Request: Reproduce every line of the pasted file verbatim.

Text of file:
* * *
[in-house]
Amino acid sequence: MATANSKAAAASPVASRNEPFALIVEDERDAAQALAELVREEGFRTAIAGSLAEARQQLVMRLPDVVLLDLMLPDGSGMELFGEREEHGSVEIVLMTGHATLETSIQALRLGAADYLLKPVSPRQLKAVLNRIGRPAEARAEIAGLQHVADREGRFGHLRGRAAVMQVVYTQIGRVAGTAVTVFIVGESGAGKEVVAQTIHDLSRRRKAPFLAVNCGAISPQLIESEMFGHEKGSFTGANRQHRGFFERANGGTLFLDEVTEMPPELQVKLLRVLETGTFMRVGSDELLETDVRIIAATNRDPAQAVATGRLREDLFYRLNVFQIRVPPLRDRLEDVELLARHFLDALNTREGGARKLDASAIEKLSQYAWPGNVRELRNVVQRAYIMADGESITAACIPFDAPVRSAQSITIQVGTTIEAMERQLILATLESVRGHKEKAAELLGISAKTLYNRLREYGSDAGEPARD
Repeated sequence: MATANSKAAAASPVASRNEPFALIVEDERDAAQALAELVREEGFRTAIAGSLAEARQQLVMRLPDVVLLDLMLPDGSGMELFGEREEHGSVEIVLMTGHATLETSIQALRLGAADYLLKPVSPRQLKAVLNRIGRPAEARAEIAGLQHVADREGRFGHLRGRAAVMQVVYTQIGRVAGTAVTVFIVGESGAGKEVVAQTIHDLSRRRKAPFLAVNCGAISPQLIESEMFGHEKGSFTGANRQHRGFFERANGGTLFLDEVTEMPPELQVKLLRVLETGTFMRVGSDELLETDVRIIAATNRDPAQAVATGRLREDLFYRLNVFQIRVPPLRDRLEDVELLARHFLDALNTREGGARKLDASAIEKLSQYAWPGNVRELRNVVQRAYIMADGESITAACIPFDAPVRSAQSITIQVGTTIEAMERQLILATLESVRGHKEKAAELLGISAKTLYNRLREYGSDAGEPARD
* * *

[in-house]
Amino acid sequence: MATANSKAAAASPVASRNEPFALIVEDERDAAQALAELVREEGFRTAIAGSLAEARQQLVMRLPDVVLLDLMLPDGSGMELFGEREEHGSVEIVLMTGHATLETSIQALRLGAADYLLKPVSPRQLKAVLNRIGRPAEARAEIAGLQHVADREGRFGHLRGRAAVMQVVYTQIGRVAGTAVTVFIVGESGAGKEVVAQTIHDLSRRRKAPFLAVNCGAISPQLIESEMFGHEKGSFTGANRQHRGFFERANGGTLFLDEVTEMPPELQVKLLRVLETGTFMRVGSDELLETDVRIIAATNRDPAQAVATGRLREDLFYRLNVFQIRVPPLRDRLEDVELLARHFLDALNTREGGARKLDASAIEKLSQYAWPGNVRELRNVVQRAYIMADGESITAACIPFDAPVRSAQSITIQVGTTIEAMERQLILATLESVRGHKEKAAELLGISAKTLYNRLREYGSDAGEPARD
Repeated sequence: MATANSKAAAASPVASRNEPFALIVEDERDAAQALAELVREEGFRTAIAGSLAEARQQLVMRLPDVVLLDLMLPDGSGMELFGEREEHGSVEIVLMTGHATLETSIQALRLGAADYLLKPVSPRQLKAVLNRIGRPAEARAEIAGLQHVADREGRFGHLRGRAAVMQVVYTQIGRVAGTAVTVFIVGESGAGKEVVAQTIHDLSRRRKAPFLAVNCGAISPQLIESEMFGHEKGSFTGANRQHRGFFERANGGTLFLDEVTEMPPELQVKLLRVLETGTFMRVGSDELLETDVRIIAATNRDPAQAVATGRLREDLFYRLNVFQIRVPPLRDRLEDVELLARHFLDALNTREGGARKLDASAIEKLSQYAWPGNVRELRNVVQRAYIMADGESITAACIPFDAPVRSAQSITIQVGTTIEAMERQLILATLESVRGHKEKAAELLGISAKTLYNRLREYGSDAGEPARD